As you can notice, the price can be pushed up tenfold! From my experience, it follows that if you bought something, you definitely paid too much! They do not make poor deals. I think the only method is to give a ridiculously low price and leave. If the seller does not chase you, it means it would be a good price. By the next one, if need be, you can raise it and in this way buy the stuff without overpaying too much :).
Some people are scared to death when it comes to haggling and they go straight away to the shop where it says FIXED PRICE. In theory, the prices are fixed there but if it is not a large shop and you are talking with its owner, you can knock the price down by 30%! Believe me, you can become addicted to it! After my return I was bargaining over a cheaper ticket in front of the kiosk!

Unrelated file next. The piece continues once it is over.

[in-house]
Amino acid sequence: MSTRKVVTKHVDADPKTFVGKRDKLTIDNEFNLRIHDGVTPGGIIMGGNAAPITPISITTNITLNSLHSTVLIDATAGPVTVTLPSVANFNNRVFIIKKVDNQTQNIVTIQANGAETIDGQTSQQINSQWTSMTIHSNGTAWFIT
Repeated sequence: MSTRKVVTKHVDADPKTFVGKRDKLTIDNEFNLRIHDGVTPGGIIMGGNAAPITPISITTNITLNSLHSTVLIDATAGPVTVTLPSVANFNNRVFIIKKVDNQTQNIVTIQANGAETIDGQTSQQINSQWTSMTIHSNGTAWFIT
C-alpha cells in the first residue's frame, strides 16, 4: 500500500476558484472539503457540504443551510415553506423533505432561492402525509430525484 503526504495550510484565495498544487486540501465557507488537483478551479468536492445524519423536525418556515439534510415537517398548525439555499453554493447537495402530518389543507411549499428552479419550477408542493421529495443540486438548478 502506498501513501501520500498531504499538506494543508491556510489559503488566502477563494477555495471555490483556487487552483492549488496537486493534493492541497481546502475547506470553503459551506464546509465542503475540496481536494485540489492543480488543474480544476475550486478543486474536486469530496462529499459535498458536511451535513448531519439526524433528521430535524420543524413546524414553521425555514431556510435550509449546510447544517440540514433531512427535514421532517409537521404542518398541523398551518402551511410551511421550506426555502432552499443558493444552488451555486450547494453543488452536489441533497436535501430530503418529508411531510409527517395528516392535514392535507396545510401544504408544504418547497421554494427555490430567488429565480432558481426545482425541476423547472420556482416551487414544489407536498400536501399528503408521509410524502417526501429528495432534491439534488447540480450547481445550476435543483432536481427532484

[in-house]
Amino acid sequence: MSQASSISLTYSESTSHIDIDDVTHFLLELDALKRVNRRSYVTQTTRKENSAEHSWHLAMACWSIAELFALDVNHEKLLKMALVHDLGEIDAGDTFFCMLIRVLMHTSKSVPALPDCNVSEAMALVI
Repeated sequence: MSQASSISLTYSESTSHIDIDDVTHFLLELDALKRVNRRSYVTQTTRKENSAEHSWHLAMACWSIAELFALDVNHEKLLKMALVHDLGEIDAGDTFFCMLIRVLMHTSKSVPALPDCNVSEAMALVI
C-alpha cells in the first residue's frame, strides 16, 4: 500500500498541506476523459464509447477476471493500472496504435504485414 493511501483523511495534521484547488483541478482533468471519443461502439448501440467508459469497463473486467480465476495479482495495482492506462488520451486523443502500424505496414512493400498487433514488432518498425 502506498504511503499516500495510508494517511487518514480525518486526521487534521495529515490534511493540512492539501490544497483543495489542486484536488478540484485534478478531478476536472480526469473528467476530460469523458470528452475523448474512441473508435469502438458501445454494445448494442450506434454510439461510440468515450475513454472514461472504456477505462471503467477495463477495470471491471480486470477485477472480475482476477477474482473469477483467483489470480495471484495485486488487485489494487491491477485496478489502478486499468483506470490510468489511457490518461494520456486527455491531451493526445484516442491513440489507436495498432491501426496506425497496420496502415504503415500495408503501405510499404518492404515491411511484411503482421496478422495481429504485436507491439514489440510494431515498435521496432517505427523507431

Kids are virtually running everywhere selling bouquets of jasmine. Sometimes (girls in particular) they can argue for a customer before his or her very eyes! In general they are nice, although they happen to be pushy or even rude! If, for example, a seller calls my wife a witch with the soft smile on his or her face, it is funny. But when a little punk shouts FUCK YOU! behind your back, that is another matter. You have to bear in mind, however, that this is the tourist place and we are dealing here with the customs that are running wild :), mainly due to the impact of the tourists.
The school year has just begun. Children wear uniforms; the youngest girls are clad in pink ones, the older in navy blue. And in this unpleasant, school overtone I finish my mini-guidebook on Hammamet.
Stan na rok 2008.